In quick succession through the post we were sent three lots of raffle tickets which we had not asked for and yet we were expected to sell them to raise money for various charities. Now, to be fair, we do support those and other charities and make regular donations to them but, had they asked, they would have known that I am uncomfortable, to say the least, with selling raffle tickets.

Some years ago I would not have given raffles a second thought and happily bought a ticket at a church fête, say, with a chance of winning a prize cake or some such. Everyone knew that the object of the raffle was to raise money for a good cause and the chance of a prize was secondary. In fact it was not unusual for a prize winner to refuse the prize and another ticket be drawn for someone else instead. It was regarded as a bit of harmless fun and was largely concerned with people’s loose change in their pocket. And, to be fair, I have seen some fairly recent raffle draws that still reflect that more generous spirit.

However, a few years ago the rules changed and some raffles started to become cash prize lotteries and others got bigger or more expensive prizes. Mrs Jones’ famous Victoria sponge was displaced by a holiday for two on the Mediterranean, a new car or the like. The object of the exercise started to shift. Now people were buying tickets primarily to win one of the prizes with raising funds for a good cause being the sweetner. The two motives were the same but they had changed in emphasis. Previously people’s generosity was appealed to with an acknowledgement of human desire to win something. Now people’s greed is being appealed to and the virtue of generosity used as the wrapper so to speak. I think we have lost something when the love of money etc is being used as the incentive. Money is not evil but the love of money is said to be the root of all kinds of evil and I think it is true. Many of these raffles seem to play more on people’s love of money and luxuries than as an invitation to be generous. I think it is wrong to play on human weakness even in a good cause.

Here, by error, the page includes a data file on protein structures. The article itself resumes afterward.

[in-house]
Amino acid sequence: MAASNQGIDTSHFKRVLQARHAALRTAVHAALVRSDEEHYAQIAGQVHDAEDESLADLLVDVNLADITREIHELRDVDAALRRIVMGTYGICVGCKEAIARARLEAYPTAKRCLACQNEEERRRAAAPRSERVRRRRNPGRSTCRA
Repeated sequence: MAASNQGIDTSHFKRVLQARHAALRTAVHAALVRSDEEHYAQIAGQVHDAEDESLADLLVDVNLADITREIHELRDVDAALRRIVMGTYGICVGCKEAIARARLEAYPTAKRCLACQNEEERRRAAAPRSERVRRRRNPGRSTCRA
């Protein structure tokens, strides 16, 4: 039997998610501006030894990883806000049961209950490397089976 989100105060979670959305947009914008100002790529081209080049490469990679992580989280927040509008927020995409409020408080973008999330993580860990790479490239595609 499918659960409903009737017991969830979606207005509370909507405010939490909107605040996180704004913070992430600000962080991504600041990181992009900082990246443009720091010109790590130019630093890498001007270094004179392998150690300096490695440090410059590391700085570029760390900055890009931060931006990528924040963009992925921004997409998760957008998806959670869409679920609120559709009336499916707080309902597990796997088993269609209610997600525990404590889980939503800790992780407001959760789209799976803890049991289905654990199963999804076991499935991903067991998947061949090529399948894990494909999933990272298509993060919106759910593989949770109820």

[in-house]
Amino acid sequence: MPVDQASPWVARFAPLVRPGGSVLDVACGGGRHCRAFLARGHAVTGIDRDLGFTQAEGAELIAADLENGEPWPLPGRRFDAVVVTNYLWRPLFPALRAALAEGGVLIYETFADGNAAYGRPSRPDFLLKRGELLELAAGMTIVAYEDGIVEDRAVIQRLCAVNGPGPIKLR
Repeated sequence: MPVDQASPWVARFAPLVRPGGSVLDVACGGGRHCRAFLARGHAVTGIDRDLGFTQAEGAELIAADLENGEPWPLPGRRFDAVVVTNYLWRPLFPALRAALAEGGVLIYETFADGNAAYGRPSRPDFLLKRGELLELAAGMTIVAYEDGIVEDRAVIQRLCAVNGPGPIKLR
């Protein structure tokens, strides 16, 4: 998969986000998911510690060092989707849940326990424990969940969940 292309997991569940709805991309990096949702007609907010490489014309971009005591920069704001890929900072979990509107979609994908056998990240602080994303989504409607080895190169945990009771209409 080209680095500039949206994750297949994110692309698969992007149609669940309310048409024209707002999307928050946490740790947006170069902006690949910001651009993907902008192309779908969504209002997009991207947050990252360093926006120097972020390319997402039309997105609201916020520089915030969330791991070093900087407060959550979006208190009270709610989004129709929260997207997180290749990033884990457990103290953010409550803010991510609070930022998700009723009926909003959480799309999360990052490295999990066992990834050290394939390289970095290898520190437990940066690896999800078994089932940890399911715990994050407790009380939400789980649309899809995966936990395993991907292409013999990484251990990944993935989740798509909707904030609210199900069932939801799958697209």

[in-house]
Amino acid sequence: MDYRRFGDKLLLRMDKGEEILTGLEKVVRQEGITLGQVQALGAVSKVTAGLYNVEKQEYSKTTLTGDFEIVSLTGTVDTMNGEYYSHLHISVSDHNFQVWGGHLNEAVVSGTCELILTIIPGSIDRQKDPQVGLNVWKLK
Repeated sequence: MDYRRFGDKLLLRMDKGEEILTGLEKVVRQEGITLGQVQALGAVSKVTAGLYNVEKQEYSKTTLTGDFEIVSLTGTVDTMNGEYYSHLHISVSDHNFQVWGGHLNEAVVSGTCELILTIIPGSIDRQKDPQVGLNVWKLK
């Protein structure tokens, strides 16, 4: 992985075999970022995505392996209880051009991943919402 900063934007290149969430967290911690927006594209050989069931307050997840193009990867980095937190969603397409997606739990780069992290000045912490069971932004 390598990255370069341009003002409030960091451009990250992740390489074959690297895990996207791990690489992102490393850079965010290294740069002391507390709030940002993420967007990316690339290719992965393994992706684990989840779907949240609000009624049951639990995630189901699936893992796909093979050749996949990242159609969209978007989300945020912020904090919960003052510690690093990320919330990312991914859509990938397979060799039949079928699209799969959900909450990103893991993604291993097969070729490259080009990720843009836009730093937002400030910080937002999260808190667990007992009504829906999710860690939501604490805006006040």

Raising money for a good cause is generally a good thing but I am not at all happy when the means is by appealing to human vice, that greed for money or expensive luxuries. I am not suggesting that they all fall into that trap; unfortunately, if you say yes to some raffles for charity it is hard not to say yes to them all. So if I want to support a charity I give a donation, write a letter or e-mail to support their cause, add them to the intercessions and so on. In this imperfect world I’m not campaigning to ban all raffles which aim to raise money for a good cause; but please don’t ask me to buy a raffle ticket and don’t ask me to  sell them.